I don’t think anyone actually looks forward to criticism when they are on the receiving end. But we should to a certain extent. Giving constructive criticism helps us learn and grow.
And on the flip side, the leader who looks forward to giving criticism makes me question their ability to lead. Because it really isn’t something you should enjoy. Why? Because if you enjoy giving criticism, many people may consider you a brash and overbearing human.
I delve into giving praise and criticism in chapter 8 of my book, Organic Networker. I strongly suggest you read it. You can get a copy here.
Giving praise is easy, so in today’s post, I am going to give you 10 tips for giving constructive criticism. I suggest you take notes so you can refer to them whenever you are in a position where it is required.
Giving Constructive Criticism Tip #1: Start And End With Positives
Studies show that if a leader starts any meeting or conversation with a subordinate on a negative, the subordinate will usually
- not listen
- get defensive
- or quit
And even if criticism is meant to be constructive, if you start with it, it will be perceived as negative.
You can always lead the conversation with a positive about the individual and always end the conversation with a positive. Here is an example:
Leader: “(name), you have been improving greatly at recruiting into the business. I have been seeing your numbers and I must commend you on your hard work and persistence.
Subordinate: (with a smile) “Thank you.”
Leader: “You are welcome, keep up the great stuff! I wanted to talk with you today because we had a complaint that it was stated (product) can cure (disease). I know that it may have been just a slip of words, but I need to tell you that all of us including you can get in serious trouble by making claims such as these. Please never do that again and do me a favor and read through this training manual thoroughly so you understand what we can and cannot claim.” (hand him/her manual and tell them the pages that have the info).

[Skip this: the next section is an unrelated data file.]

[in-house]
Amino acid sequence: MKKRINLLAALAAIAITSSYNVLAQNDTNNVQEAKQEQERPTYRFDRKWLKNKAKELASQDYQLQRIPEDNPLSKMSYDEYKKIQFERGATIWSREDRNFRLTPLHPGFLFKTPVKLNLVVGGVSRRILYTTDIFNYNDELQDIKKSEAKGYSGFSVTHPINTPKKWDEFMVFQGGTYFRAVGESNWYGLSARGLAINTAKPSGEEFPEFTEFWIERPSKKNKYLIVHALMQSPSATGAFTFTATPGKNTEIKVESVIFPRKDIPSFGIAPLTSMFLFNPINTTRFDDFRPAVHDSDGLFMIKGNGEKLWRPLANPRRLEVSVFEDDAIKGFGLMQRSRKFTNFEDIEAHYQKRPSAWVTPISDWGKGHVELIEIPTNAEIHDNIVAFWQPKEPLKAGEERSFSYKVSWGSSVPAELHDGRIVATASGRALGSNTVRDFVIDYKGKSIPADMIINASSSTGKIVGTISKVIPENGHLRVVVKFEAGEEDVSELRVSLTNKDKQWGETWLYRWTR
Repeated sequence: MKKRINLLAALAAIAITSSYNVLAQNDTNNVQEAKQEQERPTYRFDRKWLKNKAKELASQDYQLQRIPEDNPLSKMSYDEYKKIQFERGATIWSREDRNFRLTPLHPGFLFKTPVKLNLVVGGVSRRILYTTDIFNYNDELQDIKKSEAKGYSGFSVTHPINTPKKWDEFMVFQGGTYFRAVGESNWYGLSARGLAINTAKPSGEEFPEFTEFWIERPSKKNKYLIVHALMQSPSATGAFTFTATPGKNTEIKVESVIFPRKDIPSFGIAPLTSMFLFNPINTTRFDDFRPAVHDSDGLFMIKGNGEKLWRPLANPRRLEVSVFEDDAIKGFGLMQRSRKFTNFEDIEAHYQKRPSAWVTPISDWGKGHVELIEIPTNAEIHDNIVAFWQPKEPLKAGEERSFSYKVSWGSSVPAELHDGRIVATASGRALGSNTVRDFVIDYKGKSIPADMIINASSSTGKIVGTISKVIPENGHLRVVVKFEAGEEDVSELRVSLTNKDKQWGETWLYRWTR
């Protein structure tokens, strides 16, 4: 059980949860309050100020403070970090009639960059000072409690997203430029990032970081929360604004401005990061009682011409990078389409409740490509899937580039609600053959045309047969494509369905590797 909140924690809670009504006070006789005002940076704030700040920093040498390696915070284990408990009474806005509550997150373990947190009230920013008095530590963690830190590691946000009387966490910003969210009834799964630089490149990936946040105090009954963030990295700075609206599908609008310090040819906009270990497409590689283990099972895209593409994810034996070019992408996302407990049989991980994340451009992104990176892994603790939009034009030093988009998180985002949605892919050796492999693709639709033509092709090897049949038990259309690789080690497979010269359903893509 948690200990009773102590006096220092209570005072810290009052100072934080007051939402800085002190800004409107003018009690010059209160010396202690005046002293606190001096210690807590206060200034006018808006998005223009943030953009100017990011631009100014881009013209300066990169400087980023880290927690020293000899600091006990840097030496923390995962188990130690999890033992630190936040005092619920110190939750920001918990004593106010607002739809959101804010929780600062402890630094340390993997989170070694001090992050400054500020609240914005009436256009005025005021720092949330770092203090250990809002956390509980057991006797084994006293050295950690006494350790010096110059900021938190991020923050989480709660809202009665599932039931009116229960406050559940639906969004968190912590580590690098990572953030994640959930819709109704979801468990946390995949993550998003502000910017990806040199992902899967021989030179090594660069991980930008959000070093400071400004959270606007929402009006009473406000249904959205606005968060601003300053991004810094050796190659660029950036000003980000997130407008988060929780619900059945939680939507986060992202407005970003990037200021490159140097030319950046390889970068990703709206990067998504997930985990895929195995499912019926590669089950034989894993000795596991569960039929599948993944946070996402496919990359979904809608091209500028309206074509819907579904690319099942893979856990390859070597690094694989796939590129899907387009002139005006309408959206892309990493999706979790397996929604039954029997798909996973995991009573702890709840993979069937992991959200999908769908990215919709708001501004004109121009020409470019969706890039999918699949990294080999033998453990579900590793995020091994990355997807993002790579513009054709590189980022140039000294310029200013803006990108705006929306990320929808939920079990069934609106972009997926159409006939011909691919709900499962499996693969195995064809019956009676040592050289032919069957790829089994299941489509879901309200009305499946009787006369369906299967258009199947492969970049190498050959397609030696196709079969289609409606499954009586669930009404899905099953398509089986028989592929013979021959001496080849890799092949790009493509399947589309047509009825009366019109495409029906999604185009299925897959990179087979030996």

Subordinate: “I don’t think I said anything like that.”
Leader: “Oh, I believe you would never do something like that intentionally. I have witnessed your great recruitments and it seems none of them are saying anything like that, so I expect it may have been a misunderstanding or you may have possibly said something meaning one thing but perceived a different way. All I ask is to just review the info and just consider what you say a bit closer. And keep up the great work. You are going to get to Diamond soon, I am sure.”
You see, the conversation started and ended on a positive so the subordinate will not feel as if they are in a corner. They leave feeling the trust of the leader and will follow the system closer.
Giving Constructive Criticism Tip #2: Always Bring Up The Shared Primary Goal
As in the example in tip #1, the primary goal was stated… Recruiting!
No matter the constructive criticism, the shared primary goal should be mentioned. This way, the person will understand that you are both seeking the same final result.
Giving Constructive Criticism Tip #3: Set New Objectives To Reach That Primary Goal
When we set goals, we need a roadmap to reach those goals. That map consists of objectives and by successfully completing each objective, we move towards successful completion of the primary goal.
In many cases, when a subordinate needs to be constructively critiqued, it is because he/she failed at completing an objective. So you may need to take a close look at the objectives and manipulate or completely set new ones so the primary goal can be attained.
Giving Constructive Criticism Tip #4: Listen To What The Subordinate Has To Say
This is extremely important!
Sometimes we can enter a critiquing session planning everything we have to say and do, that we neglect to give the other person a chance to talk.
Sometimes that person has information that you didn’t know or consider that could help you strategize so the subordinate can better reach the ultimate goal.